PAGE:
To recuperate from infidelity | Information, sports activities, jobs

Dear Annie, My 30 year old grandson is currently in jail for drug possession and shoplifting. This is one of many drug possession charges he has faced over the past two years, and several trials are due in November. While I did everything in my power to support and help him, nothing worked. His behavior has caused me and my daughter a great deal of grief and pain. He stopped talking to me a few months ago and it really hurts me. I’m at a loss as to what to do right now. I’m going to a counselor who can help. – Mourning papa

Dear grieving papa: I’m so sorry about your grandson. One of the hardest pills to swallow is that we can’t help people who don’t want to help themselves. Stay close to your daughter and continue to show your unconditional love to your grandson.

Hopefully one day he’ll see the light.

Dear Annie: I’ve been married for 15 years and have three children (one adult, two teenagers). I cheated on my husband and apologized 10 years ago and I thought we worked it through.

My husband is not perfect. He has problems with alcoholism and has had multiple DUIs in the past and even spent time in jail.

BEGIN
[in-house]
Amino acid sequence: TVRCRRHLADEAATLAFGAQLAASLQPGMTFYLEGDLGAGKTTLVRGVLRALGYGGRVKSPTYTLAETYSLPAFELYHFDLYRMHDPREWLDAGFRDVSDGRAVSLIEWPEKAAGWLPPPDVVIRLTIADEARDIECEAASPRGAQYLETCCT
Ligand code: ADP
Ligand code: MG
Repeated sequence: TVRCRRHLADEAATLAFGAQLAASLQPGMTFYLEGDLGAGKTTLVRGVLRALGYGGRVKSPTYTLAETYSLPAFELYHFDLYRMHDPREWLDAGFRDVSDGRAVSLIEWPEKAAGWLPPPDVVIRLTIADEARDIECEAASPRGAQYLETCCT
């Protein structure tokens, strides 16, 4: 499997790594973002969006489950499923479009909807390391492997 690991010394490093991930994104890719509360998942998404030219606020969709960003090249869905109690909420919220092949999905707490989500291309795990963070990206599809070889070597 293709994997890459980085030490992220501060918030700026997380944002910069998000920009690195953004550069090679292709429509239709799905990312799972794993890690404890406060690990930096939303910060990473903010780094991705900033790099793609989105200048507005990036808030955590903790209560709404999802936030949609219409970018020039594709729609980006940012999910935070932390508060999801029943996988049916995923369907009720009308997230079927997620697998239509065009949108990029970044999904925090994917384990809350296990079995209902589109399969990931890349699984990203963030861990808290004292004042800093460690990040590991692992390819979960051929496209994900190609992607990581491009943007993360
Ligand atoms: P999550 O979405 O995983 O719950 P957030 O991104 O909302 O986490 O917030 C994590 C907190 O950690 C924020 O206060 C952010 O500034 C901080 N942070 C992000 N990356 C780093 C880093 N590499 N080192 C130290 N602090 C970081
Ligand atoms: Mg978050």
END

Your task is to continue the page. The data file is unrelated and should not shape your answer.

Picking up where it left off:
I’m at a breaking point. He still throws deception in my face every day. He’s upset because his adult children have many memories of him yelling at them. He says he yells at her because he’s mad at me. My husband doesn’t trust me and I have no friends and I never go out or do anything alone. However, he can go out whenever he wants.

He says he only does the movements to get through the day. I said if he’s still so angry and clinging to the past, then we should get a divorce because that’s not how you can live. He says if we get divorced, nobody wins and the children will be affected. I’m not sure how much more of the abuse and verbal abuse I can take. I feel like a prisoner in my own home, nowhere to turn, and everything I do is wrong. Please help. – Put

Dear Stuck: It sounds like your husband has some deep-seated problems with anger and alcoholism. It’s a bit of a chicken-or-egg scenario – an argument about which came first – but one certainly adds fuel to the other’s fire.

Yes, you broke a marriage vows. But it sounds like you’re willing to work hard to fix the relationship and look forward instead of dwelling in the past.

Your husband, on the other hand, keeps you both trapped in an arrangement in which nothing is addressed, nothing overcome, and nothing is resolved. He clearly cares about his family – but he has never processed the betrayal he felt from your betrayal, nor is he able to deal with it in a healthy way. Find a couples therapist you both like to help address the root of the problem.

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